Re: Toward easier RDF: a proposal

On 22/11/2018 23:22, Holger Knublauch wrote:
> On 22/11/2018 10:21 PM, Graham Klyne wrote:
>> On 22/11/2018 00:38, Holger Knublauch wrote:
>>> Would you mind clarifying this statement a bit? What practical benefits would
>>> the foundation on formal logic add to a future (simplified) RDF, for average
>>> users? I have seen plenty of evidence that some aspects of the semantic
>>> technology stack are being regarded as too academic, and that the role of formal
>>> logic has been one driver of this detachment. Related topics are the
>>> non-unique-name-assumption and the open world assumption that are typically
>>> neither understood nor expected by average users.
>> Jumping in, if I may...
>> My view is that the formal logic underpinning of RDF serves (at least) one
>> important (and not-so-academic) purpose:
>> Given two distinct RDF graphs that are taken to be descriptions of some world
>> or context, following the procedure of RDF graph merging guarantees that the
>> resulting graph is true of that world exactly when the individual graphs are
>> true of that world.
> Sorry, I cannot follow this explanation. What do you mean with a graph being
> true of a world? Could you maybe give a practical example?

The obvious example is being true of the real world we live in - the phrasing 
was just intended to allow for RDF use describing fictional or potential worlds.

So, to take an excerpt from TimBL's FOAF profile at [1]:

         <dc:creator rdf:resource=""/>
         <dc:title>Weaving the Web: The Original Design and Ultimate Destiny of 
the World Wide Web</dc:title>
-- [1]

We may have some common understanding that the URIs,, dc:creator and dc:title refer to a 
book, a person and two RDF properties respectively, and that under that 
understanding they describe a true statement about authorship of a book with a 
given title.

Without this understanding, maybe the URIs can be interpreted as referring to, 
say, a declaration of intent and a megalomaniac spider, etc.  The graph might be 
true of this world too.

But we don't need to know any of this to combine the graph at from [1] with a 
graph from another source that may use some of the same URIs.  As long as the 
interpretation of all the URIs used is consistent, and both graphs make 
statements that are true under that interpretation, then the resulting combined 
graph (constructed according to the rules of RDF graph merging) is also true.

This ability to combine independent graphs is, to my mind, is what RDF semantics 
gives us (while remaining completely agnostic about what the URIs actually 
denote).  It's not something that concerns us much in day-to-day work with RDF, 
but I feel that the semantics provide an important underpinning for some of the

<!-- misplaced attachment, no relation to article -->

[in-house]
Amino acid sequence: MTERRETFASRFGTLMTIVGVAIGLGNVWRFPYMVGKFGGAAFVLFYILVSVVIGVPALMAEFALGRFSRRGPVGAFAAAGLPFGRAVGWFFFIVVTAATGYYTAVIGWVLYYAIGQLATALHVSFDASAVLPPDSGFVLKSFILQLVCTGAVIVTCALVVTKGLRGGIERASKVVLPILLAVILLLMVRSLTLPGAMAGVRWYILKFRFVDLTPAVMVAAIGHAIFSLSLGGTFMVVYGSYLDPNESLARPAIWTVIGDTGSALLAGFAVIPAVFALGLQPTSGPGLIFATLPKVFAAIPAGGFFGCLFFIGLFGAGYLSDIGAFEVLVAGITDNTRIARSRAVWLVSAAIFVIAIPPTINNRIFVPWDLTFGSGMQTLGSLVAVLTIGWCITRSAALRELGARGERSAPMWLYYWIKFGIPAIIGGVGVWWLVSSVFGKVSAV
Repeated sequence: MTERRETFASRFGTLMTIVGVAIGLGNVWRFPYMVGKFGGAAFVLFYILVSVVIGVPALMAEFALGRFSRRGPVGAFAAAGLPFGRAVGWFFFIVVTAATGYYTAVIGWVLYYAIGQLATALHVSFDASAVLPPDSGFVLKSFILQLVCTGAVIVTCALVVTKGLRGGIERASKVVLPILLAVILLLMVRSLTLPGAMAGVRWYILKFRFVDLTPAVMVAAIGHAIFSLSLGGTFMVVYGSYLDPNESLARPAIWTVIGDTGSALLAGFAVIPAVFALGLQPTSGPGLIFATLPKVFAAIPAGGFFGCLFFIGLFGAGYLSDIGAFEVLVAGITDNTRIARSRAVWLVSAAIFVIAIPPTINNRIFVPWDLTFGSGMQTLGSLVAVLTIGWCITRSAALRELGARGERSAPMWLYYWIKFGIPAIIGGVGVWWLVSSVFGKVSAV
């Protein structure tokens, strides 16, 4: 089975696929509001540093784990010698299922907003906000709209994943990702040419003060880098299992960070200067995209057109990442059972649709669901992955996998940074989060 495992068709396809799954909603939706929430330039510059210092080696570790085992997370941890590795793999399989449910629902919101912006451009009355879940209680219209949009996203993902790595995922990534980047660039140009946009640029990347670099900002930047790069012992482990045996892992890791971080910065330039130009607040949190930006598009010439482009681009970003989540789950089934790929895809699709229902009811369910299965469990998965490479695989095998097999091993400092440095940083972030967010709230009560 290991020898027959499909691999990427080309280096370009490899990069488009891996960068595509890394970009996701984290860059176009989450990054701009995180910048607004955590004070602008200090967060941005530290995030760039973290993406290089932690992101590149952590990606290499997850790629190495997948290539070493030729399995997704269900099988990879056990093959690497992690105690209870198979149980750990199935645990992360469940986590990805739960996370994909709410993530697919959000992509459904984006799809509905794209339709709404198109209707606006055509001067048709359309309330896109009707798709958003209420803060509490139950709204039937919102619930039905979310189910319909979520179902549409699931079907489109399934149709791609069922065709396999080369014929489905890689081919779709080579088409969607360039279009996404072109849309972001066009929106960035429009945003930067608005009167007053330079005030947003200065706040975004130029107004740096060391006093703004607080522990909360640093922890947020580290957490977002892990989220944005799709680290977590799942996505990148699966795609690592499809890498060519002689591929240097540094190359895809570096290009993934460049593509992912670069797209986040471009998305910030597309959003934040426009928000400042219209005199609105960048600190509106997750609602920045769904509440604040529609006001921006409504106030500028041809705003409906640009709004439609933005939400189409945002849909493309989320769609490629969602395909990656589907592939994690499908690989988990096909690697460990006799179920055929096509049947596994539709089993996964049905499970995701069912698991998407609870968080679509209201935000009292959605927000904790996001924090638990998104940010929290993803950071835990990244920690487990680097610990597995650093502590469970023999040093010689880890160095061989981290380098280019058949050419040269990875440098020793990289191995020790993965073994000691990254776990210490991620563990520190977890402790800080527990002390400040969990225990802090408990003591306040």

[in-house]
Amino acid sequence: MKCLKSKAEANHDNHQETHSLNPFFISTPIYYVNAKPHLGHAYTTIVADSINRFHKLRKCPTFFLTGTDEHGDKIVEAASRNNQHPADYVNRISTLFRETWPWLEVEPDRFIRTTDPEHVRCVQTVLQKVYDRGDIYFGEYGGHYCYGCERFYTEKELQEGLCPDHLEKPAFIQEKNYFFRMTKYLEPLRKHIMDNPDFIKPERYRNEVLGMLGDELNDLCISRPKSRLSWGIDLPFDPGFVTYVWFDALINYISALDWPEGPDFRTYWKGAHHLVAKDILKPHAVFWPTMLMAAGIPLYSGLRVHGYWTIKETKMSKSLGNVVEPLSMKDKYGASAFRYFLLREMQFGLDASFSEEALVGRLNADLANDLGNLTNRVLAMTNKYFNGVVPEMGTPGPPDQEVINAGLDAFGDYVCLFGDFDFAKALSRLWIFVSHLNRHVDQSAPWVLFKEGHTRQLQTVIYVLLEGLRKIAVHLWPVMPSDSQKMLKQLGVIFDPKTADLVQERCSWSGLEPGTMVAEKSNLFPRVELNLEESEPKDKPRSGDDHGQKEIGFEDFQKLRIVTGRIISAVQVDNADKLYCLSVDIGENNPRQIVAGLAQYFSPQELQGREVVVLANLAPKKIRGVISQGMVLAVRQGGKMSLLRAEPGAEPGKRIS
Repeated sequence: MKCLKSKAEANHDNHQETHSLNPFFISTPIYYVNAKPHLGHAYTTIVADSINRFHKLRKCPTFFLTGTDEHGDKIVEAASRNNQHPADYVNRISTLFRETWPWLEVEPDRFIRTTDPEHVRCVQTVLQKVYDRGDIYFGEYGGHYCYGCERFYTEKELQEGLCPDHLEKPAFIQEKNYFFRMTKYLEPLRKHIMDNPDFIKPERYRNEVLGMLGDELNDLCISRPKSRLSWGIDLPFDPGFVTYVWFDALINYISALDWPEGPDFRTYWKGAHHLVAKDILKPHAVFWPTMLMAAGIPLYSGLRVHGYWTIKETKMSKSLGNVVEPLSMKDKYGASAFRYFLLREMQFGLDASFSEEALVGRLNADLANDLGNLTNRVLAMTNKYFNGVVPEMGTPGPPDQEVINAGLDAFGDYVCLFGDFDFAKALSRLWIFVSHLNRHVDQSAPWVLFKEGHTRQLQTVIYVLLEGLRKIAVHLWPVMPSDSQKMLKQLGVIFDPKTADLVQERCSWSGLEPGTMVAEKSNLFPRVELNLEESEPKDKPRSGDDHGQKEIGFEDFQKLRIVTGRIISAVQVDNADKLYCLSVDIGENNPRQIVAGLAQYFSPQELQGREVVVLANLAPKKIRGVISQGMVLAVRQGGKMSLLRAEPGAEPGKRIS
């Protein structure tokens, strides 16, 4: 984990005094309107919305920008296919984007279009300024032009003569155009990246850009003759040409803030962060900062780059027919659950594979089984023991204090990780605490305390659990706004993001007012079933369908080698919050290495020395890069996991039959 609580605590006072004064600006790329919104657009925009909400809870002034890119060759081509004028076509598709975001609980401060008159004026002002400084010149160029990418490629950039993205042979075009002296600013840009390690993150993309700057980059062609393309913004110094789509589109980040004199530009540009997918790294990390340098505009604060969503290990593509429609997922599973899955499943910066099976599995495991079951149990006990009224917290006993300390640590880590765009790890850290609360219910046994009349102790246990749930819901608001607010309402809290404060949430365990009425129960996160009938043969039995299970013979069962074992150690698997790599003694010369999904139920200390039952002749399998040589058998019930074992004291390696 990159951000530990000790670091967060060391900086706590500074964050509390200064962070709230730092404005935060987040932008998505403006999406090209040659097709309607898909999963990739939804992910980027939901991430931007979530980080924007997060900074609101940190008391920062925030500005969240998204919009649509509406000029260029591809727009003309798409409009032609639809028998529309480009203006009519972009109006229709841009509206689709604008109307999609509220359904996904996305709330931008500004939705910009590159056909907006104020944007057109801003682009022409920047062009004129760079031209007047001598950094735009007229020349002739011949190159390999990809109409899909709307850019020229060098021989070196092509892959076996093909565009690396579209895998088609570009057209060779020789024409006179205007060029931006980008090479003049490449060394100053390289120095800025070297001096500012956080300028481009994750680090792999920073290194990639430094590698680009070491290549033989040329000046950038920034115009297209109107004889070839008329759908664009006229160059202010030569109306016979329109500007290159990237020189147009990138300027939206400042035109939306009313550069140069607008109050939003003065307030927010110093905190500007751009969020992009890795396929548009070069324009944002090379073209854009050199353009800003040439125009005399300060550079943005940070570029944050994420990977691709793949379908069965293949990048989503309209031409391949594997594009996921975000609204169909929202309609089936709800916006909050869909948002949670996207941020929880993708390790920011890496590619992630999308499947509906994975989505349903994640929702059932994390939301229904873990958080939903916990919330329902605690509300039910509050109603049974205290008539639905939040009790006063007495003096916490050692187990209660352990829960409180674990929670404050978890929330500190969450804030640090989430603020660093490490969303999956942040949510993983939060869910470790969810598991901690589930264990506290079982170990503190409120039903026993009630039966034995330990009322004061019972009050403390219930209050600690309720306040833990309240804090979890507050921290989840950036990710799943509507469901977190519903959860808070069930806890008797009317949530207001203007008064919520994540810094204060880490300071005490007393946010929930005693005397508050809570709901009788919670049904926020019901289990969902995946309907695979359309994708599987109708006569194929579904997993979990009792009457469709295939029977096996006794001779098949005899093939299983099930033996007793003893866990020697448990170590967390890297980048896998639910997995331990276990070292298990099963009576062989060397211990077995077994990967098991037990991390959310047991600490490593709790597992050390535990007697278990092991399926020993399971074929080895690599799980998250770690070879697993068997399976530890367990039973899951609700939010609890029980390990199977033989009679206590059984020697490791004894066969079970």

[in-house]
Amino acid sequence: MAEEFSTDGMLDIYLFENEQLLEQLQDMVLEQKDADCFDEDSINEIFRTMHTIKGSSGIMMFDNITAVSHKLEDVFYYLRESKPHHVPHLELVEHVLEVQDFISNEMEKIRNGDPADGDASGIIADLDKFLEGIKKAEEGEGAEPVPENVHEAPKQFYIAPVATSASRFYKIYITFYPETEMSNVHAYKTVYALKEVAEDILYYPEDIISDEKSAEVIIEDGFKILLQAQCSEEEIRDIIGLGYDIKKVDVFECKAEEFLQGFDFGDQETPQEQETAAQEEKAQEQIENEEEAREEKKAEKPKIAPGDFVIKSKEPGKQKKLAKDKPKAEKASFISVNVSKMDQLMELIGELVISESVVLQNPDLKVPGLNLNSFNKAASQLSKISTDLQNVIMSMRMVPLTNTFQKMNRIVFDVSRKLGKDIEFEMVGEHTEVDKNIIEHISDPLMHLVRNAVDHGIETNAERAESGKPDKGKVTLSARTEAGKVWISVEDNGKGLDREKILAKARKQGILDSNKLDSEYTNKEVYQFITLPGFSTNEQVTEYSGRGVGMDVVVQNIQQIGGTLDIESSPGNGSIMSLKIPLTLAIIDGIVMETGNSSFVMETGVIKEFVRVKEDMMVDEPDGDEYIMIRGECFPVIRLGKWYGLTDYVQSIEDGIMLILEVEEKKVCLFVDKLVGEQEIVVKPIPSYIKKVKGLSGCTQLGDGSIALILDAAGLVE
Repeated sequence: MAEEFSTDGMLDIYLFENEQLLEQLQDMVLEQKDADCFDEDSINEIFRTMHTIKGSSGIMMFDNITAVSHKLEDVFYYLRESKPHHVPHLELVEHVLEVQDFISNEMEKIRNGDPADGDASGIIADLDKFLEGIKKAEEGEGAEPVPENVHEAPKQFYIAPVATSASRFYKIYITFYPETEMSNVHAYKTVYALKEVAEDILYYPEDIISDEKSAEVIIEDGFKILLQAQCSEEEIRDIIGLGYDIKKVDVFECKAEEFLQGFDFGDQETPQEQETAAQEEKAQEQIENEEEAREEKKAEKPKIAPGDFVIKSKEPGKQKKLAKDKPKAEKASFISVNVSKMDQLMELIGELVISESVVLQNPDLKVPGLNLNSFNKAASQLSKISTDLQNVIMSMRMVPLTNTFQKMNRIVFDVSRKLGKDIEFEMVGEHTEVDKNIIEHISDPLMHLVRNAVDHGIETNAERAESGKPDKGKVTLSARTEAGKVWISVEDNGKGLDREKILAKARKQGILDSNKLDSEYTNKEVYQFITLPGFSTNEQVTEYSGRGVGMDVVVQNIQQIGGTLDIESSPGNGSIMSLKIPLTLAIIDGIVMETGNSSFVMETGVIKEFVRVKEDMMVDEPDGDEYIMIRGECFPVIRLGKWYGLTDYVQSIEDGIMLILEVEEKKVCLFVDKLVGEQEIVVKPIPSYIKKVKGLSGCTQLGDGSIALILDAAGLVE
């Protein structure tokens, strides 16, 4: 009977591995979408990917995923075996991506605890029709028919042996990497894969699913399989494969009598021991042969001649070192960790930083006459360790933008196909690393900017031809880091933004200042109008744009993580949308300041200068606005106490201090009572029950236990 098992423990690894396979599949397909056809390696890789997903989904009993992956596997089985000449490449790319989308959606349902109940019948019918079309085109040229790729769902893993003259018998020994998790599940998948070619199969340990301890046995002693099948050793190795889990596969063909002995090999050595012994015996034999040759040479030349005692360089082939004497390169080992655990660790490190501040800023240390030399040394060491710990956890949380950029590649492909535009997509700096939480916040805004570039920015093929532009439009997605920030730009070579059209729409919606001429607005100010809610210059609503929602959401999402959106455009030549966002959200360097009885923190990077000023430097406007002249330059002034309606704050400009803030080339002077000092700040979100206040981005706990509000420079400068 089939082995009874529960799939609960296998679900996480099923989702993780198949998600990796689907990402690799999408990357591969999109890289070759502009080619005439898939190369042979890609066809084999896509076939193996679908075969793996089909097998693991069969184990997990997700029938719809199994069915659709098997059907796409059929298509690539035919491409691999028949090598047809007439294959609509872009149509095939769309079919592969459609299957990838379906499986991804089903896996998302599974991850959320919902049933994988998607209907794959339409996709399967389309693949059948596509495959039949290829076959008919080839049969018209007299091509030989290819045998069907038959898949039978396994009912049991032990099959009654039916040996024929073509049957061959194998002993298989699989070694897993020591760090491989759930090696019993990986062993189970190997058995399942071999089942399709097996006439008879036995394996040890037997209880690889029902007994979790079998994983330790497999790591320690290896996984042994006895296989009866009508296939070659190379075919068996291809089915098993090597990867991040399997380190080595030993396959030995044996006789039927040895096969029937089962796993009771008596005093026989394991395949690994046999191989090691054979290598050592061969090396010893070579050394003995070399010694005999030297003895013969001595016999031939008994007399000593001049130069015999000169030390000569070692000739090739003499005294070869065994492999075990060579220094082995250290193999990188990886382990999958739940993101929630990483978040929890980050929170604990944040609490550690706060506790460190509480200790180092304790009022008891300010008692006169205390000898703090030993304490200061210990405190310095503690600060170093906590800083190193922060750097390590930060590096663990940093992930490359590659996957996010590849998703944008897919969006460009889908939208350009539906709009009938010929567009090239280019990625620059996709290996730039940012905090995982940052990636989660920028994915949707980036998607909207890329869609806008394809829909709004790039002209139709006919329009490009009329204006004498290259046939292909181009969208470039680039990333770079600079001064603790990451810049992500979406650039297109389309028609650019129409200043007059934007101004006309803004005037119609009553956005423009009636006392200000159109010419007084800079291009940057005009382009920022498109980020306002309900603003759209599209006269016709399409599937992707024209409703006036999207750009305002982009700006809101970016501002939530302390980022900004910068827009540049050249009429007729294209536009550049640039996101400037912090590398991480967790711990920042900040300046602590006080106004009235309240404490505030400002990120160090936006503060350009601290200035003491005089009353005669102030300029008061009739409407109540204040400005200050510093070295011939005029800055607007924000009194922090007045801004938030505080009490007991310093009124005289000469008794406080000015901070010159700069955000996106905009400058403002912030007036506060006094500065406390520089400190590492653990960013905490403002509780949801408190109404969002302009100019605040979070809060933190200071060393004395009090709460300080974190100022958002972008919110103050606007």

things that we wish to do with RDF.

>> To my mind, this underpins the (open-world?) idea of being able to
>> meaningfully combine RDF information from independent sources. (Without
>> implying any guarantee of absolute truth, whatever that may be.)
> In my viewpoint, an RDF graph is primarily a data structure - a set of triples.
> Combining RDF triples produces another data structure as the union of these
> triples.  That's it.

If that's all it is, I think it has less real value than we like to think.  What 
makes it better than XML or JSON or any other data structure with some plausible 
merging rules?

I perceive the notion of permissionless innovation around RDF data depends on 
being to bring data together from independent sources, without requiring 
specific agreement by every party about what all the terms mean, while providing 
a guarantee that intended meanings are maintained.

> ... BTW neither SPARQL nor Turtle nor many other RDF-based
> standards require "open world", so this interpretation could be made entirely
> optional.

Sure, not required.  But in locally closed contexts, I find it hard to see why 
RDF is significantly better than the other formats and tools that many 
developers prefer to work with.  Even if much (or even most) use of RDF is in 
locally closed contexts, I feel that what sets it apart is the capability to be 
used dependably across contexts in which the assumed knowledge does not entirely 

(Many years ago, Dan Brickley used the phrase "missing isn't broken" [citation 
lost], which has stuck with me as a key differentiator for RDF.  I perceive this 
idea as being underpinned by RDF's formal semantics that allow it to be 
interpreted consistently with varying levels of knowledge about the world.)


Received on Monday, 26 November 2018 13:28:37 UTC